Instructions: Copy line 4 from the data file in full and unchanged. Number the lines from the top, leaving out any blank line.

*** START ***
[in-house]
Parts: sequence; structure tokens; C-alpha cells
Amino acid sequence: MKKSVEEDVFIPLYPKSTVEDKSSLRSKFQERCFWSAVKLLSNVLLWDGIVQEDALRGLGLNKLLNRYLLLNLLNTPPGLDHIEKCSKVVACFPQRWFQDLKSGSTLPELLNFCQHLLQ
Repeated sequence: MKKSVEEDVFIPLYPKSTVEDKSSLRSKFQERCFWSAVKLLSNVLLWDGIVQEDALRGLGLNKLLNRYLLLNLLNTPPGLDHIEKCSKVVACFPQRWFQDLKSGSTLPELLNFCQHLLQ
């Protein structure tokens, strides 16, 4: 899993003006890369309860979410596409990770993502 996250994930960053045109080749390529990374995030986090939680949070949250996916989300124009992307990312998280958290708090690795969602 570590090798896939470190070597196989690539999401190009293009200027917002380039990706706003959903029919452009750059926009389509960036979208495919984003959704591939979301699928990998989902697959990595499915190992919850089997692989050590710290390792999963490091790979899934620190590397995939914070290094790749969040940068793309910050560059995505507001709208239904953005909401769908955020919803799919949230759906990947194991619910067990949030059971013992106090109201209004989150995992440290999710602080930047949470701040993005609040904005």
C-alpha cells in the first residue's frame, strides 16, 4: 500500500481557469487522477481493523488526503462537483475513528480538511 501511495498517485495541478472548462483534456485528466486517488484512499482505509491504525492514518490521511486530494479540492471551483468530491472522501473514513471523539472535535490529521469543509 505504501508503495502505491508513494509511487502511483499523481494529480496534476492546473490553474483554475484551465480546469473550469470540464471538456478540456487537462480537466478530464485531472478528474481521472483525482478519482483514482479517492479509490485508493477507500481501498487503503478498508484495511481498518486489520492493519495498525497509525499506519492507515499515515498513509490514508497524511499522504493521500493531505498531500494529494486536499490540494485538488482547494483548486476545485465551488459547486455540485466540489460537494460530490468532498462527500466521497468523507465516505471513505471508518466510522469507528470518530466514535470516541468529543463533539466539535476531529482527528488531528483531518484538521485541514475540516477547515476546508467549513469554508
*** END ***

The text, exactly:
Repeated sequence: MKKSVEEDVFIPLYPKSTVEDKSSLRSKFQERCFWSAVKLLSNVLLWDGIVQEDALRGLGLNKLLNRYLLLNLLNTPPGLDHIEKCSKVVACFPQRWFQDLKSGSTLPELLNFCQHLLQ